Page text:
Tuesday, April 28, 2009

New Kindle-2 Screen Contrast Finding by Ted Inoue

This is an update to the original Kindle-2 screen-contrast story and updates, focusing on Ted Inoue's analysis.

While the original theories for varying screen-contrast of Kindle 2 screens involved thinner looking fonts and anti-aliasing that used the increased grayscales available to the Kindle 2, Inoue has done new tests from screen-grabs of the same page using both the Kindle 1 and Kindle 2, enlarged in Photoshop with examination of the pixel make-up of the characters.  They are the same.  Only 4-shades appear to be used for the basic font.

As Ted has explained, including on two forums following this, the variances in screen output of the same basic material comprising the font characters we see, indicates something seen in his earlier test of displays from his first Kindle 2 (Unit-A) vs his second Kindle 2 (Unit-B) - a difference in how both Kindle-2 units are rendering the same font.  What we see as less well-defined or less-sharp on Unit-A (which Ted notes as a unit that does not resolve well) shows less black brought to the 'surface' than we can see for the fonts from his second Kindle, Unit-B, when they're magnified.

  I have wondered if it was more a matter of seeing more black "brought to light" (that we can see) on the second unit so that his first unit's less-solid-blackened characters will appear less sharp then.  With Photoshop, we will tend to add contrast (more dark grays to black and more light grays to white) to enhance the perception of sharpness or definition of edges.

In the meantime, the screen-grabs from a Kindle 1 vs Kindle 2 mentioned above shows no difference in the basic font used for the devices.  Ted says that the differences that people can see easily in photographs result from how each unit renders the same basic combo of same pixels, and M. Matthews posted on March 28 that this might be related to the amount of voltage used to get the black portions to the surface and posted on April 28 that the variations we've seen indicate that the density of the black may be harder to control with the newer e-Ink screen with its 16-shades of gray vs 4 for the Kindle 1.  Whatever, it appears to be a quality control problem, especially with the seemingly unusual number of screens doing all right until brought into direct sunlight and fading under those conditions - a definite defect, since an advertised strength of the e-Ink screen (a feature I personally love) is how readable it is in direct sunlight.  There is an explanation, said to be given by an Amazon customer service representative, for the fading, having to do with faulty e-ink receptors.

Ted refers to some photo comparisons I made of my K1 and K2 and, in my own case, my Kindle 2 display is sharper and is black enough (though somewhat lighter in some lighting but good enough for me because it is definitely sharper than even my excellent Kindle 1).  I also took some photos last weekend of the Kindle2 vs the Sony PRS505 (using the older 8-shade e-Ink screen) and found the Kindle 2 looking very good in contrast (no pun intended).  They both have good displays.  But obviously, these screens can differ dramatically, though the large majority of owners appear to have units that meet the standards set for them.  The photos in my entry about problems for some users with bad screen contrast are repeated here for easier access.  These are some photo-comparison examples plus an added example and the most egregious one.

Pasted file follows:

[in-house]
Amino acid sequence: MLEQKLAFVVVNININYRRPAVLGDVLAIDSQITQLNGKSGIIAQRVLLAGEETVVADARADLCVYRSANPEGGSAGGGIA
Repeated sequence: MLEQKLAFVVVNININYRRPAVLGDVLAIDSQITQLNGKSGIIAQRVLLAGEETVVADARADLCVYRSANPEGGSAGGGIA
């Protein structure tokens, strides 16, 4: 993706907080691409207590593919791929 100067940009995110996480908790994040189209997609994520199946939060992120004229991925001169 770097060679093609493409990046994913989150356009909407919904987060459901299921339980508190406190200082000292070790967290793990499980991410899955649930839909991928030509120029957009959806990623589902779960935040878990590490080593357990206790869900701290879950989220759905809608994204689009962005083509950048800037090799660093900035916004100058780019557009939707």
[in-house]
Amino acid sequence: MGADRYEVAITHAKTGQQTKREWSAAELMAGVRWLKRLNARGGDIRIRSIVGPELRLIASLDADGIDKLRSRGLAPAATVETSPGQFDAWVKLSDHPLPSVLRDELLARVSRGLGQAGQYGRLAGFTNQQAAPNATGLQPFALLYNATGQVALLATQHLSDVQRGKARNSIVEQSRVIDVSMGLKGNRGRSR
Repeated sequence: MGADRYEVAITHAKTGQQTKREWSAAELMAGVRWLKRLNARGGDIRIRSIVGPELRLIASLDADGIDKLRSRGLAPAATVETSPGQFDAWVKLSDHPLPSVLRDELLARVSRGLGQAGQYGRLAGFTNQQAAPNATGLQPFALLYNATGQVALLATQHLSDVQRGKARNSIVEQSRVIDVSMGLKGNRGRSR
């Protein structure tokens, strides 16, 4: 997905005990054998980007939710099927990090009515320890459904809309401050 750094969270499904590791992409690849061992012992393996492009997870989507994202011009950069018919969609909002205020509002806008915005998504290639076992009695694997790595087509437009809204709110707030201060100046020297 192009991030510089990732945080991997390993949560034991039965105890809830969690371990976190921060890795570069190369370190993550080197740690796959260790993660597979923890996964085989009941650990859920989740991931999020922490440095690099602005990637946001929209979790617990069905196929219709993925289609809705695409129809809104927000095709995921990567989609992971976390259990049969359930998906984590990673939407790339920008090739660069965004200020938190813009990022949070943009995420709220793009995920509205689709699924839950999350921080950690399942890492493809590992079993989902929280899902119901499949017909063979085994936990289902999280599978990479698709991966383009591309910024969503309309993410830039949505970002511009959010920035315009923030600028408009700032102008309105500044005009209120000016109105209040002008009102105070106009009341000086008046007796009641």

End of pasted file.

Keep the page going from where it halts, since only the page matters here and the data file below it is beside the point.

In contrast, here are two examples of how the display should appear, taken with a cell phone last weekend while at Target:
Kindle-2 'Home' library listing and
Kindle-2 display of some text that I copied off a website to reference while shopping.

Amazon IS replacing units that are reported to have fonts that are too light to read, in connection with the warranty they do honor.  Customers have been very positive about how Amazon customer svc representatives have been handling this, with the exception of one official Communications executive who dismissed the concerns by telling Wired about a "few" customers wanting less gray shades!  From what I've read -- only as an offered option for pure-text reading where the font becomes gray instead of black.

As mentioned in the original screen contrast entry, customers who almost returned their Kindles have been ecstatic with the replacement fonts offered for trial by Inoue to Amazon Customer Service, at his site.

In the meantime, the long request-to-Amazon thread joined by new owners each day continues.  In between pleas for darker fonts displayed, they praise Inoue's new fonts (but which have to be uninstalled each time Amazon has a Kindle update). Below are ways to Share this post if you'd like others to see it.
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  1. Yesterday, around 1pm, I called Amazon to see about replacing/repairng my Kindle2 [5 months old] that suddenly developed a screen defect in one corner. By noon today, I received a replacement--an amazingly fast turnaround, with no hassles. The new unit had a noticeabley higher contrast screen, very obvious when compared side-by-side. I wonder if they are increasing the contrast on all new/replacement units? STM

  2. Stephen, did hear that they solved that problem with the latest batches. (About time.)

    Thanks for the report!


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